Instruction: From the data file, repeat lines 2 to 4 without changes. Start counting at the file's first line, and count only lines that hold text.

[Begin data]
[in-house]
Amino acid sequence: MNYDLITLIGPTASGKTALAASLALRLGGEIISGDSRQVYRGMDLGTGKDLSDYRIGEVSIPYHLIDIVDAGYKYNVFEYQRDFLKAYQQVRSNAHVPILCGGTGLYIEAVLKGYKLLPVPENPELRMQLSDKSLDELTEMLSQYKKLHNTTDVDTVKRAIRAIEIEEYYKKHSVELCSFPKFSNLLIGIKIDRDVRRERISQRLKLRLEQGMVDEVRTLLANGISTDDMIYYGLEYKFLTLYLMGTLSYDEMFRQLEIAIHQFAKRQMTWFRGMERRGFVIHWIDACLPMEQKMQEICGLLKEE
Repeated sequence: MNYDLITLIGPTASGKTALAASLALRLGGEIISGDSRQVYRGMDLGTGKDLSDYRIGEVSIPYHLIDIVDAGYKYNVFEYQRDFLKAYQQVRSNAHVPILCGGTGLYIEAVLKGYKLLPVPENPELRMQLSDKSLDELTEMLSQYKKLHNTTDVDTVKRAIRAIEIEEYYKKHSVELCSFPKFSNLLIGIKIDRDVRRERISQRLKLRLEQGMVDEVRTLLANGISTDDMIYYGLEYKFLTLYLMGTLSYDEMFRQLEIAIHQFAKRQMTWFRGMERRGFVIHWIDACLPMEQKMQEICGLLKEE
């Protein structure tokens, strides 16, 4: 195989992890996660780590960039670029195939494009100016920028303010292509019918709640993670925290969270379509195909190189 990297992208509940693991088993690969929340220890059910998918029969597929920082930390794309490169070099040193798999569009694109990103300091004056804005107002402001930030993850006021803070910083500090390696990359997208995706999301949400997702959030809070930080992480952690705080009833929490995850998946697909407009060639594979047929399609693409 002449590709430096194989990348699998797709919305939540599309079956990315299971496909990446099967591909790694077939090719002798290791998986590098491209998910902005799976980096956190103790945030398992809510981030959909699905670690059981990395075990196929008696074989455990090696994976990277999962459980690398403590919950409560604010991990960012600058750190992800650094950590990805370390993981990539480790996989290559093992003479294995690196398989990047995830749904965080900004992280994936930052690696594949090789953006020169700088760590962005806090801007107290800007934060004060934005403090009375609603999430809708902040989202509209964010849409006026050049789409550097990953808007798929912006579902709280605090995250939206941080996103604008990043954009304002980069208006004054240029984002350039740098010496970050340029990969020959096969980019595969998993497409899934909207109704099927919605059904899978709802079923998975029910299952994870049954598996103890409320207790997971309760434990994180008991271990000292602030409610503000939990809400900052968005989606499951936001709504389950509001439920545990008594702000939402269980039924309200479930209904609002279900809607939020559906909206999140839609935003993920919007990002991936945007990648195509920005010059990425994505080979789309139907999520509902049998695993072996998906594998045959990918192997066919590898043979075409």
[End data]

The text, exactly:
Amino acid sequence: MNYDLITLIGPTASGKTALAASLALRLGGEIISGDSRQVYRGMDLGTGKDLSDYRIGEVSIPYHLIDIVDAGYKYNVFEYQRDFLKAYQQVRSNAHVPILCGGTGLYIEAVLKGYKLLPVPENPELRMQLSDKSLDELTEMLSQYKKLHNTTDVDTVKRAIRAIEIEEYYKKHSVELCSFPKFSNLLIGIKIDRDVRRERISQRLKLRLEQGMVDEVRTLLANGISTDDMIYYGLEYKFLTLYLMGTLSYDEMFRQLEIAIHQFAKRQMTWFRGMERRGFVIHWIDACLPMEQKMQEICGLLKEE
Repeated sequence: MNYDLITLIGPTASGKTALAASLALRLGGEIISGDSRQVYRGMDLGTGKDLSDYRIGEVSIPYHLIDIVDAGYKYNVFEYQRDFLKAYQQVRSNAHVPILCGGTGLYIEAVLKGYKLLPVPENPELRMQLSDKSLDELTEMLSQYKKLHNTTDVDTVKRAIRAIEIEEYYKKHSVELCSFPKFSNLLIGIKIDRDVRRERISQRLKLRLEQGMVDEVRTLLANGISTDDMIYYGLEYKFLTLYLMGTLSYDEMFRQLEIAIHQFAKRQMTWFRGMERRGFVIHWIDACLPMEQKMQEICGLLKEE
């Protein structure tokens, strides 16, 4: 195989992890996660780590960039670029195939494009100016920028303010292509019918709640993670925290969270379509195909190189 990297992208509940693991088993690969929340220890059910998918029969597929920082930390794309490169070099040193798999569009694109990103300091004056804005107002402001930030993850006021803070910083500090390696990359997208995706999301949400997702959030809070930080992480952690705080009833929490995850998946697909407009060639594979047929399609693409 002449590709430096194989990348699998797709919305939540599309079956990315299971496909990446099967591909790694077939090719002798290791998986590098491209998910902005799976980096956190103790945030398992809510981030959909699905670690059981990395075990196929008696074989455990090696994976990277999962459980690398403590919950409560604010991990960012600058750190992800650094950590990805370390993981990539480790996989290559093992003479294995690196398989990047995830749904965080900004992280994936930052690696594949090789953006020169700088760590962005806090801007107290800007934060004060934005403090009375609603999430809708902040989202509209964010849409006026050049789409550097990953808007798929912006579902709280605090995250939206941080996103604008990043954009304002980069208006004054240029984002350039740098010496970050340029990969020959096969980019595969998993497409899934909207109704099927919605059904899978709802079923998975029910299952994870049954598996103890409320207790997971309760434990994180008991271990000292602030409610503000939990809400900052968005989606499951936001709504389950509001439920545990008594702000939402269980039924309200479930209904609002279900809607939020559906909206999140839609935003993920919007990002991936945007990648195509920005010059990425994505080979789309139907999520509902049998695993072996998906594998045959990918192997066919590898043979075409």